Will Oremus @WillOremus Oh-REE-mus. Senior writer for OneZero (@ozm) covering platforms, algorithms, privacy, and online speech. Raising Delawareness since 2018. DM for Signal. Oct. 31, 2019 1 min read

In today's @nytimes, Aaron Sorkin blasts Mark Zuckerberg for not fact-checking political ads.

Ironically, it seems no one fact-checked Sorkin's own column, which falsely claims that half of Americans say Facebook is their main source of news.  https://www.nytimes.com/2019/10/31/opinion/aaron-sorkin-mark-zuckerberg-facebook.html 

Data from @pewresearch consistently shows that a plurality of Americans get news most often from television, with about one in five turning to social media for news on a regular basis.  https://www.pewresearch.org/fact-tank/2018/12/10/social-media-outpaces-print-newspapers-in-the-u-s-as-a-news-source/ 

I've written in the past about this particular bit of misinformation, where it came from, and why it persists. I suspect the deeper reason people keep citing it is the same reason misinformation flourishes on Facebook: It supports their preconceptions.  https://slate.com/technology/2016/12/how-many-people-really-get-their-news-from-facebook.html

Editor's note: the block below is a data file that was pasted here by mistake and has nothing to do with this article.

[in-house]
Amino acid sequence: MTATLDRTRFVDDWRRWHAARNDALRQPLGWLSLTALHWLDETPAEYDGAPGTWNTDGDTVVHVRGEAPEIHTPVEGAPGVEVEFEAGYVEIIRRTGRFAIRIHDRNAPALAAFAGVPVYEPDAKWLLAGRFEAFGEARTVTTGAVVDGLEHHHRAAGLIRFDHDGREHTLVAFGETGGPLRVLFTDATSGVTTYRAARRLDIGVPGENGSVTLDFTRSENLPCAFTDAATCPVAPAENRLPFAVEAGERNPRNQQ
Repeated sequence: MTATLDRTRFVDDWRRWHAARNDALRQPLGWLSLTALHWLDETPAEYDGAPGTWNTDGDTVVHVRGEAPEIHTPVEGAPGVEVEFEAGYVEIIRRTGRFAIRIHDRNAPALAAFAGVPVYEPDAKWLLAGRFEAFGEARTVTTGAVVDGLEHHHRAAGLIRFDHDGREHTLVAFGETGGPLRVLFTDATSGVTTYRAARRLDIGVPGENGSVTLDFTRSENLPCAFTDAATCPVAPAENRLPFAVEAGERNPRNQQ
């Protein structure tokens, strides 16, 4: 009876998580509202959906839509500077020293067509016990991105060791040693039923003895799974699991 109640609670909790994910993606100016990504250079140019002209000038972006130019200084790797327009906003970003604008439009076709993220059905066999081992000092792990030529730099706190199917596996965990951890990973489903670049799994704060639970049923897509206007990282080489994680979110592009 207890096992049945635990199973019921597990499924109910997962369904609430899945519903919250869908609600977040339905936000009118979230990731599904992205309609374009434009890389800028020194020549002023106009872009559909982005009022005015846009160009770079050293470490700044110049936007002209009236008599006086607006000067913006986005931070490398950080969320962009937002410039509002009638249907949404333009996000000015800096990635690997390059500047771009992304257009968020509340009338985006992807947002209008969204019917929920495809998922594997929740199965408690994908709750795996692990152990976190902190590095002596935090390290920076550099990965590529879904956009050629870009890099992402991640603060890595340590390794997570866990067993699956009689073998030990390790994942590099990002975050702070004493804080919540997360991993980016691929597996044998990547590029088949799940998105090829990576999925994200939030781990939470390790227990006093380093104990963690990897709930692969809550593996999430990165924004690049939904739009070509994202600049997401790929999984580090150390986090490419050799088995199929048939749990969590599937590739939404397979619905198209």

To be clear, it is quite possible that more Americans are relying on Facebook as their main news source without realizing it. But Sorkin's claim was that 50% *say* Facebook is their main news source, which is just not true.

I'll be curious to see if @nytopinion either explains where Sorkin's data is coming from or adds a second correction to his story, which also apparently misstated the year his own movie was released.

Or a third correction! It's almost like checking facts isn't a strength of Facebook's *or* Aaron Sorkin's.

Update: The @nytimes has now corrected all three of the Aaron Sorkin factual errors noted in this thread. Good for them.


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